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The Death of Classical Music: Resurrection and Rebirth

classical music
Classical Music Magazine (Photo credit: Wikipedia)
Is classical music dead?
With all of the negative press regarding music union contracts, faltering orchestras, cutting of music programs, and the seeming demise of classical music, I would like to offer a different perspective. 

Before we can embark on answering the provocative question "Is classical music dead?" we must first address the very definition of classical music. After all, what is classical music? 

If we exclaimed "All birds are dead!" but are incapable of identifying a penguin or ostrich as members of the bird family, then we have made a false statement based on our own biases about birds. If our definition of birds includes the requirement of flight, then both penguins and ostriches are not considered birds. In the same way, if "classical music" has a very definitive and narrow definition that excludes contemporary forms of media, music, and technology, as well as a limit to specific geographic location, then we have made the same false assumption when we assume that classical music is on a downward decline. 
English: Classical music. Public domain. Old e...
English: Classical music. Public domain. Old edition. (Photo credit: Wikipedia)

Wikipedia, the all-knowing collective mind of the unknowing masses defines classical music as: 
 The art music produced in, or rooted in, the traditions of Western liturgical and secular music, encompassing a broad period from roughly the 11th century to present times.

Yet anyone that has studied music outside the realms of Western classical music is aware that there are a myriad of equally complex musical systems and styles beyond the scope of music of European origin, music that now mixes and blends with European traditions in a beautiful fusion of contrasting styles. 

Defining classical music as "art music" excludes hybrid forms of classical music that incorporate popular music forms, as well as many traditional forms of music that were once considered "popular" like waltzes, dances, and even the music of the troubadour. And while we often tout that classical music is simply "art for art's sake" numerous composers made a living off the popularity of their operas and other musical works with a clear practical vision coupled with an artistic one.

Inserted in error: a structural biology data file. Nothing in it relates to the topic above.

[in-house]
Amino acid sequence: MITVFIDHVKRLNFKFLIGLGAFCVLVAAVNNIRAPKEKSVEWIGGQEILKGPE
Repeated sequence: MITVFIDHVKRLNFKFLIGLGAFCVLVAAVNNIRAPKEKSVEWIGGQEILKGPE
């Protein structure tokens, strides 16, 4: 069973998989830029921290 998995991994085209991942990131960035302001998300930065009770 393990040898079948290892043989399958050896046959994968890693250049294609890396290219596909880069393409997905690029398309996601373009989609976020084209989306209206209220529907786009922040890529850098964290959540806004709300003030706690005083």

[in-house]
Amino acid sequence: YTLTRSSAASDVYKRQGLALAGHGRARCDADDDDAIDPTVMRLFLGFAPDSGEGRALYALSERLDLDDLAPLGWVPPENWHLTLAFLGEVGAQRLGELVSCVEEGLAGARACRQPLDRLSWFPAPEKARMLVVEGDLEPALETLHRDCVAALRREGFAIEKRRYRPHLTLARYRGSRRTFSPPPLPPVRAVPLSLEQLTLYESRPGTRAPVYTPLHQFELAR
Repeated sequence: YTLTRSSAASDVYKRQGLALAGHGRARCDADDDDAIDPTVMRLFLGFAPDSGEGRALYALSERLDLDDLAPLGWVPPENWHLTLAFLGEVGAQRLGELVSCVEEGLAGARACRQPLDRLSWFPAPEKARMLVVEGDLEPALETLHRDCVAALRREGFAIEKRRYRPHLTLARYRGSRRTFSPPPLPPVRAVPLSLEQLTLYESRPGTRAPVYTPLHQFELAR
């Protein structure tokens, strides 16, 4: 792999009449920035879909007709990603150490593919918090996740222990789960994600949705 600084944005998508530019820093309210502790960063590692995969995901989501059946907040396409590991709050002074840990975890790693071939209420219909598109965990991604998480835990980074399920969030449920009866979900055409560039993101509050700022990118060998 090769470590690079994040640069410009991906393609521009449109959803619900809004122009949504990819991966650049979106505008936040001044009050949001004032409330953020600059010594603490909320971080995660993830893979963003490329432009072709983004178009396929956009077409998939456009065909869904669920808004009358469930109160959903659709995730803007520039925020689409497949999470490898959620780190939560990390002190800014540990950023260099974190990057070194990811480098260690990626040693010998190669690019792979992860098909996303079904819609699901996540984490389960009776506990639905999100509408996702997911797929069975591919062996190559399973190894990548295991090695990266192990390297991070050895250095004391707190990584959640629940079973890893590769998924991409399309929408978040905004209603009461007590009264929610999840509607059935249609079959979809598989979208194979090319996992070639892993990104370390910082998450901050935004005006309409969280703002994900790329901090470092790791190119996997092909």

Is classical music purely acoustic?  

Classical Music In The Park
Classical Music In The Park (Photo credit: Photo Gallery)
I think that after a century of electronic music the definition of classical music easily includes the works of Stockhausen, Shields, Cage, Spiegel, and Varese. While much purely electroacoustic music may seem to have more in common with sci-fi film music that a string quartet, the reality is that contemporary composers incorporate electronics and technology in their works on a regular basis.

Should only music performed by professional organizations be considered classical?

Well, no. After all, some of the most innovative musical works are being performed today by colleges and universities, private individuals, and online. In fact, I would dare to say that the cutting edge of musical expression now clearly lies outside the American concert hall, though many large musical organization attempt to combat the love affair with decomposing composers with commission programs and workshop opportunities.  

The truth of the matter is that music unions, the demise of music education, and pop radio have not killed classical music. 


Classical music is alive and well, morphed into a thousand new permutations of its former self. 

The greater issue is expanding classical music to include the new diverse and technological savvy audience of the 21st century. 

Expand classical music beyond the concert hall and into cyberspace, from the ears of a select few to millions of headphones, outside the citadel of academia and into the homes of every citizen. 

Then we shall see the resurrection of classical music. 

 
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Comments

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